But I'm not going to let a crappy ending sour my overall experience. I certainly didn't hold it against Mass Effect 3 sufficiently enough to keep it out of my top ten for that year. Grimrock's pure joy for someone like myself who was raised on the games it venerates, and hearing some of the feedback in the original thread about how tricky it was to kite enemies while casting spells, and how searching every wall for hidden switches was something they weren't able to easily adjust to, makes me realise how well Grimrock managed to pull off its nostalgic aspirations. It has plenty of great new additions and evolutions necessitated by the fact that the original is over 25 goshdarn years old, though they don't all work -- the basic "XP = level" system seemed a bit too simplistic a way to adapt Dungeon Master's "get better by doing" progression, though it seems like an odd thing to consider that a much older game is the more sophisticated. With the exception of the final three floors, which are all linked and constitute the end-game, I was having a lot of fun throughout Legend of Grimrock. Some of those secret areas were particularly well hidden, and I certainly didn't come across all of the game's super-secret golden treasures via my own ingenuity alone. I'm going to assume this imminent sequel will take a lot of what worked and didn't work with players to heart and become an absolute belter. (Well, I suppose "hope" is the verb I should use there.)
Edna and Harvey: Harvey's New Eyes
(Originally featured in May Madness Melange: #8 - Quick Look Champions)
For whatever reason, Daedalic's Edna and Harvey: Harvey's New Eyes gets super rough after the first chapter. Gone are the humorously macabre "accidental" deaths of many secondary characters and replacing it is a sort of aimless wandering around the outskirts of the convent before finally heading to the asylum (from the first game, I'm to understand) for the game's abrupt ending. While there's still plenty of interesting puzzles left in the game's second and third acts -- I especially liked one where you had to configure the pizza topping choices for a group of very picky, color-blind mental patients, as convoluted as that whole puzzle was -- there wasn't really a connecting thread beyond gradually undoing all the mental blocks that were placed on you via hypnosis at the conclusion of the first act.
The blocks, I explained further in the Melange entry, requires that your main character Lilli fall into a trance and solve a little self-contained puzzle in her dreamscape to "slay" the monster that represented her repressed desires. Nothing too Freudian, they were mostly along the lines of a large fanged dragon that represented "playing with sharp objects" and a wendigo (weird bestiary pull) for "playing in dangerous areas". There's an interesting, if half-baked, logic puzzle where you convince a blind Lady Justice creature that lies are actually moral and godly, and another where you fight all the mental blocks simultaneously in a strategy RPG free-for-all which seemed like a considerable mechanical departure from the rest of the game.
Unfortunately, when I say that the game gets super rough, I'm referring to the multiple bugs that reared their ugly heads further into the game. Many times the game simply froze on a screen, or automatically skipped pages of dialogue, or turned the dialogue volume down to mute for some reason. The subtitles occasionally reverted to their native German for a few lines too. It's not like this was Daedalic's first ever game either -- I actually played one of their earlier ones in the same month, The Whispered World, which I fully intend to return to as well -- so these multiple weird bugs just struck me as unnecessarily amateurish. So while Edna and Harvey is a fine adventure game with a lot of dark humor, charm and imagination, it lets itself down as it gets closer to its finale. All the same, I'd love to watch Vinny and Alex see it through to its conclusion one day, continuing from where the QL left off. That incredibly dark first chapter was just so much fun to watch play out.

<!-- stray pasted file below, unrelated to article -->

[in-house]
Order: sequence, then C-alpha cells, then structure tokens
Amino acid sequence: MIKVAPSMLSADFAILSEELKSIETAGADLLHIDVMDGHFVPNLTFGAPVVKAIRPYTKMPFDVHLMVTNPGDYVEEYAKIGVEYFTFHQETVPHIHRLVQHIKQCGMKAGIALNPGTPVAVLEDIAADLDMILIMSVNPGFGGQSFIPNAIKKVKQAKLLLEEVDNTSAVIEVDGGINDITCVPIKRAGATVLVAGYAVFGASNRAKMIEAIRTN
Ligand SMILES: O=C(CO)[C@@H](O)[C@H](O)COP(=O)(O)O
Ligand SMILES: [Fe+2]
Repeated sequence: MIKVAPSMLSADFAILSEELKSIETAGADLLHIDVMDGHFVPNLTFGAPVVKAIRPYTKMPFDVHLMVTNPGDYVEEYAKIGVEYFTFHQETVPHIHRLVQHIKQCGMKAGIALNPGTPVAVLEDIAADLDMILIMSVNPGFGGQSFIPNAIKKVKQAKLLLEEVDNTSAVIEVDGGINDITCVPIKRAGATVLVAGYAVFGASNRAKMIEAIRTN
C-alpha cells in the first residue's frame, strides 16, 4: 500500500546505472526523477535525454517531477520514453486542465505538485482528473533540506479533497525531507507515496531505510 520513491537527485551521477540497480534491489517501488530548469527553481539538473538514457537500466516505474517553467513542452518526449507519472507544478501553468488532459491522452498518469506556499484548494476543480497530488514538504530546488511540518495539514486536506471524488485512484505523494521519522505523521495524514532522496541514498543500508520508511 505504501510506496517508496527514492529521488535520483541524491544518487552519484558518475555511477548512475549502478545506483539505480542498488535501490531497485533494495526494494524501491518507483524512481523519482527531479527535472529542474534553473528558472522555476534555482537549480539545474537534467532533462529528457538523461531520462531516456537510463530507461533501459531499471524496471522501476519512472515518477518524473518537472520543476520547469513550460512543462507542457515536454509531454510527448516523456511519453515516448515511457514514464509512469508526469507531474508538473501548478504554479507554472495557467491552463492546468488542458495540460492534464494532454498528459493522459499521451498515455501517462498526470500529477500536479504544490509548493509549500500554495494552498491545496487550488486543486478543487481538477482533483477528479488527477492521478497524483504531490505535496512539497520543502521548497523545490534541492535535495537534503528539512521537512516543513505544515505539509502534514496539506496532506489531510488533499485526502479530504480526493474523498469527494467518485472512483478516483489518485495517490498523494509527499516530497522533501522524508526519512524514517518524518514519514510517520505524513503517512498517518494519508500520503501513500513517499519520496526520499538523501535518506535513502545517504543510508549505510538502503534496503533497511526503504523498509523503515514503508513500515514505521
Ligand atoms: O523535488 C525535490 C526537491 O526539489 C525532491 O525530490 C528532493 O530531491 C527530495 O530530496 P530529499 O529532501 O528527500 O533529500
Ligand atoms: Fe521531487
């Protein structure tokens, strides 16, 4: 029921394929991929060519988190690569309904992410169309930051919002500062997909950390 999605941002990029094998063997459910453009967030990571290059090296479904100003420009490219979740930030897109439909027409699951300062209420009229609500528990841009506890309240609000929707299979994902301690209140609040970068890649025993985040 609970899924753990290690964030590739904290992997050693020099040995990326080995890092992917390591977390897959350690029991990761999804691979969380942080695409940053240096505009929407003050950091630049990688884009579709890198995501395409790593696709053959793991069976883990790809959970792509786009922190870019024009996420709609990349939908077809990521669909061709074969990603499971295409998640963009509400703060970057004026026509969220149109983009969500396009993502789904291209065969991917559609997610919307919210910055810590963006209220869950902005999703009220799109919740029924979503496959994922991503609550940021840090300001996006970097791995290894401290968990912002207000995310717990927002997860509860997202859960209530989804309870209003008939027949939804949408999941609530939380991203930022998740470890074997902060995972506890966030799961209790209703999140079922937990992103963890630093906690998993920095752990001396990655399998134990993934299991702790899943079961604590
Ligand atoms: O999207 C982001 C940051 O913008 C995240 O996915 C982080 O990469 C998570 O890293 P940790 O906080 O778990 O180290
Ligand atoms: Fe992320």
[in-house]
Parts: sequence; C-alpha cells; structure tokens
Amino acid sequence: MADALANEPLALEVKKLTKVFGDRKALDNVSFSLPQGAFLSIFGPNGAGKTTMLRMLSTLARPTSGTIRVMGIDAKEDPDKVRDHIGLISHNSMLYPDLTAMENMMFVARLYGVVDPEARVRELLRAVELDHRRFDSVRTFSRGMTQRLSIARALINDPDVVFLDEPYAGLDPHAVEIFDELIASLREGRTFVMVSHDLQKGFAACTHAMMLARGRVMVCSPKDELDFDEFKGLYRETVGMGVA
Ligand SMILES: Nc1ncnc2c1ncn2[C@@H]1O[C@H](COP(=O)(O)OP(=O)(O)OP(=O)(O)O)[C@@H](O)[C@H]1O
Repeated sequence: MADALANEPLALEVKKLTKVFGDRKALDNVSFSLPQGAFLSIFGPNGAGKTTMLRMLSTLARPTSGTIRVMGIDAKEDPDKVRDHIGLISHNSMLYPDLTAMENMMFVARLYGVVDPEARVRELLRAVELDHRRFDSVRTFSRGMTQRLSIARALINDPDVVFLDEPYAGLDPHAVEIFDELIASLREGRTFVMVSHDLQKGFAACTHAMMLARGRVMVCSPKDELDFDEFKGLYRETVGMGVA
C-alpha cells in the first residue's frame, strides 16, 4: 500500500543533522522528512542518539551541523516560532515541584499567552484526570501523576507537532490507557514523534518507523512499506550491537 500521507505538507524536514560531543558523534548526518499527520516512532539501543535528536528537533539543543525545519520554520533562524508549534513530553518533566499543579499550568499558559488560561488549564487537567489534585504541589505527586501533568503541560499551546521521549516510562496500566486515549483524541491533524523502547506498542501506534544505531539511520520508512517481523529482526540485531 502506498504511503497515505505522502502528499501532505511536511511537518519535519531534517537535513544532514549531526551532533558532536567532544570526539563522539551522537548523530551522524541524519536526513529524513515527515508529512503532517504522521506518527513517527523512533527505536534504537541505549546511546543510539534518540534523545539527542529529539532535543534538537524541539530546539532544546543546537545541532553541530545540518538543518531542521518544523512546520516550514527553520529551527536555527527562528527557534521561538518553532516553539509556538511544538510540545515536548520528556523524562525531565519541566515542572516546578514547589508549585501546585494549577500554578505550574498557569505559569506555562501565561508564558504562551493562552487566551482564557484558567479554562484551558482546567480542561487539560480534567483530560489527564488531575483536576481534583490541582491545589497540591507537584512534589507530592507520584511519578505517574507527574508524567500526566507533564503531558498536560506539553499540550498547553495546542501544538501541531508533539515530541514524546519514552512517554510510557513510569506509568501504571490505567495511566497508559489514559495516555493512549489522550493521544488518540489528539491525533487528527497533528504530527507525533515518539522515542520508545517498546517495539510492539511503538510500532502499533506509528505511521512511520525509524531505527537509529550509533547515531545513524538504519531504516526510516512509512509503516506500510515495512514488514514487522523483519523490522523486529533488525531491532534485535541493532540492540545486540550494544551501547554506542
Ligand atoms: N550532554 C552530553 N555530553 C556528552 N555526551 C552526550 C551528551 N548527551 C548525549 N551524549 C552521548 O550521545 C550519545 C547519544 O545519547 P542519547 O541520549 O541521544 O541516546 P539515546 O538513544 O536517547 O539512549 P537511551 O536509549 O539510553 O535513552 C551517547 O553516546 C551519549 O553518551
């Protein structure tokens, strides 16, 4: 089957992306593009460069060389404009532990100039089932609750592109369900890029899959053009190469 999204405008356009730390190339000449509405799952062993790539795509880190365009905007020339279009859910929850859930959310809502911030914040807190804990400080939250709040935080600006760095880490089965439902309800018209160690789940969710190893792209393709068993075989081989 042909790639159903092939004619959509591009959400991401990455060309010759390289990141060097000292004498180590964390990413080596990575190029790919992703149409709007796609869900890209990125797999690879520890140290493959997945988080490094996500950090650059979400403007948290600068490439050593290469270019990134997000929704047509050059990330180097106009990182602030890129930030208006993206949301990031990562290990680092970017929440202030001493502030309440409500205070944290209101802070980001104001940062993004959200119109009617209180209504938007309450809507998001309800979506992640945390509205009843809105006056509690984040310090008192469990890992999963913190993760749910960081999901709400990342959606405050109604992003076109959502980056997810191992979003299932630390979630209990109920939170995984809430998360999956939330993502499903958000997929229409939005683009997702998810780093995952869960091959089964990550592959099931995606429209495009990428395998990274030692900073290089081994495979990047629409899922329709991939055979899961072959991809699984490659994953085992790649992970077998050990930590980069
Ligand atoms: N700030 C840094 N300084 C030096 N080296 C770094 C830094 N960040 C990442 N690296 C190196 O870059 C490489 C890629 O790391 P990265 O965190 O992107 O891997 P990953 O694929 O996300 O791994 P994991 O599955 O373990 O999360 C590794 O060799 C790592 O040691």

(Originally featured in May Madness Melange: #10 - Miscellaneous Marvels)
I briefly stopped by to check to see if Eleusis was still bullshit. The first puzzle I encountered upon resuming involved breaking into a mansion from the top window via a jumping puzzle, finding a locked door and then reading online (after a few fruitless minutes of searching the manse top to bottom for a key) that the solution was to take a pair of wirecutters, snip a few wires from an old bike outside the house (?), take those wires to the opposite side of the map where the blacksmith's house was (??), use the table vice in there to turn the two bits of wire into a twisted together lockpick (??? Why would I need a vice to do that?) and then use it to open the locked door. At that point I'd get a map telling me where all the buildings are, despite the fact I would've already had to have found them all to reach this point of the game. So yes, still bullshit.
Warlock: Master of the Arcane
(Originally featured in May Madness Melange: #1A - Master (of Magic) Blasters)
Rounding off the first week of catch-ups was finishing my ongoing campaign in Ino-Co's Warlock: Master of the Arcane. When I last left that ethereal land, I'd already conquered one of my three peers and subsequently had a considerable territory advantage over the other two. Almost two turns after resuming, the guy I'd completely cornered with units stationed outside his capital decided to wage war and was quickly snuffed out. The fourth wizard, the wily Rat King, had moved a considerable army into my territory while entreating for peace throughout, only to suddenly demand a hefty tithe once he felt like my balls were well and truly in a vice (though he wasn't so vicious as to put that vice in a house a mile away). Unfortunately for him, I decided to call his bluff, annihilate his entire invading army in a single turn thanks to a lot of fort tower defenses, shift my various high-level wizards and rangers over to his home base to the north and eradicate what was left of his defenses.